Last week, Gooodreads sent me my stats for 2021 and so far, I've read 22 books. Of those, I would say Rumaan Alam's Leave the World Behind is in my top five favorites of the year.
Alam's writing was completely new to me. I was loaned a copy by a friend, who handed me the book and I said, "I think you're going to love this."
I was only on page two when I thought to myself, "Damn, this is what I wish my writing sounded like."
Alam has a gift for vivid description, with snark and smart social commentary sprinkled in. For example, on page 11, he is describing the main character's trip to the grocery store on her first day of summer vacation. He writes:
"She bought a pound of ground coffee, so potent she could smell it through the vacuum seal, and size 4 coffee filters made of recycled paper. If you care? She cared! She bought a three-pack of paper towels, and a spray-on sunscreen, and aloe, because the children had inherited their father's pale skin. She bought those fancy crackers you put out when there were guests, and Ritz crackers, which everyone liked best, and crumbly white cheddar cheese and extra-garlicky hummus and an unsliced hard salami and those carrots that are tumbled around until they're the size of a child's fingers. She bought packages of cookies from Pepperidge Farm and three pints of Ben & Jerry's virtuous ice cream and a Duncan Hines boxed mix for yellow cake and a Duncan Hines tub of chocolate frosting with a red plastic lid, because parenthood had taught her that on a vacation's inevitable rainy day you could while away an hour by baking a boxed cake."
Who else could use a grocery list to tell you so much about a person's state of mind? It's brilliant.
This story centers around Amanda and Clay, a couple who lives in Manhattan with their two kids and have escaped to the Hamptons for summer break. Amanda works for an ad agency and has a hard time disconnecting. Her kids are tweens, teetering between needing their parents and wanting nothing to do with them.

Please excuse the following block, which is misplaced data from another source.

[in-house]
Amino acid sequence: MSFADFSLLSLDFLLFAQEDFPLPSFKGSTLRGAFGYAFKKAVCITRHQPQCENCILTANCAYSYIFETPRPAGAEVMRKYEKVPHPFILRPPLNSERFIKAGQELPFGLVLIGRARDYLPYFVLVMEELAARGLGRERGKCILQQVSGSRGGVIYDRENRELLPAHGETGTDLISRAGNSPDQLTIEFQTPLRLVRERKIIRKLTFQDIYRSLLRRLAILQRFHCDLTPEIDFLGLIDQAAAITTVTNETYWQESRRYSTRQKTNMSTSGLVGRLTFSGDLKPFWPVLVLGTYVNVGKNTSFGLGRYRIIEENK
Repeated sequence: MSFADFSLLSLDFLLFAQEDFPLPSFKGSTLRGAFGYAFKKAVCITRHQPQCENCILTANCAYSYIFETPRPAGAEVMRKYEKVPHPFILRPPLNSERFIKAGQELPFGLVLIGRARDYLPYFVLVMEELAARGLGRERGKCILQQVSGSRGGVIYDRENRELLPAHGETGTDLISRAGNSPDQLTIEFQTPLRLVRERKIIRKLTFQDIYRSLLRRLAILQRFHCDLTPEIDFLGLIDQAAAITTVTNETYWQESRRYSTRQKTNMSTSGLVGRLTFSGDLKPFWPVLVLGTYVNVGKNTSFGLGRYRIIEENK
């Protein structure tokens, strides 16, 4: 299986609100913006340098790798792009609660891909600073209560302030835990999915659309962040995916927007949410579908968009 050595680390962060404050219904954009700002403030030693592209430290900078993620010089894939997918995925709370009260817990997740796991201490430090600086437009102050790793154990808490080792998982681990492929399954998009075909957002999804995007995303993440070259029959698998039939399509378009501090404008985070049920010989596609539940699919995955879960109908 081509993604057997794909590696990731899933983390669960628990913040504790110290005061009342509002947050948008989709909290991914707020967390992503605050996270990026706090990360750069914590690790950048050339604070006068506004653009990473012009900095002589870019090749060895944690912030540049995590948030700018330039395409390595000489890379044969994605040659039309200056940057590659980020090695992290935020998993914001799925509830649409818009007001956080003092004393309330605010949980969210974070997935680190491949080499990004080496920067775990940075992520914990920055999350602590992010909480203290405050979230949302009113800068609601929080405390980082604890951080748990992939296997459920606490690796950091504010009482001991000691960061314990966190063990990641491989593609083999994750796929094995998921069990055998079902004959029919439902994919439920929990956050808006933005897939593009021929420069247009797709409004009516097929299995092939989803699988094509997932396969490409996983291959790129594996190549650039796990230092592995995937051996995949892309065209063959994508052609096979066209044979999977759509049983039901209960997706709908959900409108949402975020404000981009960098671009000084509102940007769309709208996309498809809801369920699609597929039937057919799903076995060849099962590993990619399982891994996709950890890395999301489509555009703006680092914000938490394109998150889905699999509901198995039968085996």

The first half of the story you're just getting to know the four family members, understanding how this sacred place is helping them to unwind and find connection again. But half way through an unexplainable event occurs. The power goes out, the internet is down, glass has shattered on doors and windows, and everyone starts to feel sick.
Alongside this mystery event, the owners of the Hamptons house, G.H. and Ruth, return seeking a safe place to wait out this disaster. Amanda and Clay are rattled by their arrival and the awkwardness continues as they try to co-exist during a crisis.
In the final 20 or so pages, the book started to take a bit of an "end of the world" turn that I didn't enjoy. That said, I was gripped for the first 90% of the book and would still highly recommend it.
If you liked Tom Perrotta's Little Children or Bruce Holsinger's The Gifted School, this has a very similar vibe.
I'm currently reading The Undocumented Americans by Karla Cornejo Villavicencio. I have about 30 pages left. I can't wait to share my thoughts with you.